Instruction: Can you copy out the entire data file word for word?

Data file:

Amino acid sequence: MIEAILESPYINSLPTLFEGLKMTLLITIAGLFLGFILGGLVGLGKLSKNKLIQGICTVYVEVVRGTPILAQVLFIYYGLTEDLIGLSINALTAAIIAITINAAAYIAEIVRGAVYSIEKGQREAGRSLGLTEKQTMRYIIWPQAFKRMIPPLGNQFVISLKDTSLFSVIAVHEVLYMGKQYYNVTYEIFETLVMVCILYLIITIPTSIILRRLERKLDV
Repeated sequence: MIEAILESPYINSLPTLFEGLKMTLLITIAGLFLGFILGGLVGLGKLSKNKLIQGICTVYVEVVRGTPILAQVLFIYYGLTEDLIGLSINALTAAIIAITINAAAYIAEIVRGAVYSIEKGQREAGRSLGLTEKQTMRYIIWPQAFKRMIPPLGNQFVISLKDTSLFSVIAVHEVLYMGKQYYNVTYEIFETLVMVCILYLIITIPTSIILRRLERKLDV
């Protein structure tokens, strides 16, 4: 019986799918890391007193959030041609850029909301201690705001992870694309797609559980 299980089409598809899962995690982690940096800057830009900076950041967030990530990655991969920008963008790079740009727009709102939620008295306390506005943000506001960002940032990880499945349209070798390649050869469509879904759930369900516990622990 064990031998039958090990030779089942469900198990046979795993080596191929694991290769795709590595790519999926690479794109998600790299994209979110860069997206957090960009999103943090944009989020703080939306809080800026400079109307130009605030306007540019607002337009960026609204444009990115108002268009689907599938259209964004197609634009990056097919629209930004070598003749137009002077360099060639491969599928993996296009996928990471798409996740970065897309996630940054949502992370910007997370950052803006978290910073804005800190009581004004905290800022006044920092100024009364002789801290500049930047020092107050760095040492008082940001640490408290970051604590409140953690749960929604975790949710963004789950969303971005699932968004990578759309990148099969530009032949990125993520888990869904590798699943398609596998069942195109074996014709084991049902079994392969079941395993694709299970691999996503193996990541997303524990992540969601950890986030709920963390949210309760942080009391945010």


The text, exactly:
Amino acid sequence: MIEAILESPYINSLPTLFEGLKMTLLITIAGLFLGFILGGLVGLGKLSKNKLIQGICTVYVEVVRGTPILAQVLFIYYGLTEDLIGLSINALTAAIIAITINAAAYIAEIVRGAVYSIEKGQREAGRSLGLTEKQTMRYIIWPQAFKRMIPPLGNQFVISLKDTSLFSVIAVHEVLYMGKQYYNVTYEIFETLVMVCILYLIITIPTSIILRRLERKLDV
Repeated sequence: MIEAILESPYINSLPTLFEGLKMTLLITIAGLFLGFILGGLVGLGKLSKNKLIQGICTVYVEVVRGTPILAQVLFIYYGLTEDLIGLSINALTAAIIAITINAAAYIAEIVRGAVYSIEKGQREAGRSLGLTEKQTMRYIIWPQAFKRMIPPLGNQFVISLKDTSLFSVIAVHEVLYMGKQYYNVTYEIFETLVMVCILYLIITIPTSIILRRLERKLDV
């Protein structure tokens, strides 16, 4: 019986799918890391007193959030041609850029909301201690705001992870694309797609559980 299980089409598809899962995690982690940096800057830009900076950041967030990530990655991969920008963008790079740009727009709102939620008295306390506005943000506001960002940032990880499945349209070798390649050869469509879904759930369900516990622990 064990031998039958090990030779089942469900198990046979795993080596191929694991290769795709590595790519999926690479794109998600790299994209979110860069997206957090960009999103943090944009989020703080939306809080800026400079109307130009605030306007540019607002337009960026609204444009990115108002268009689907599938259209964004197609634009990056097919629209930004070598003749137009002077360099060639491969599928993996296009996928990471798409996740970065897309996630940054949502992370910007997370950052803006978290910073804005800190009581004004905290800022006044920092100024009364002789801290500049930047020092107050760095040492008082940001640490408290970051604590409140953690749960929604975790949710963004789950969303971005699932968004990578759309990148099969530009032949990125993520888990869904590798699943398609596998069942195109074996014709084991049902079994392969079941395993694709299970691999996503193996990541997303524990992540969601950890986030709920963390949210309760942080009391945010």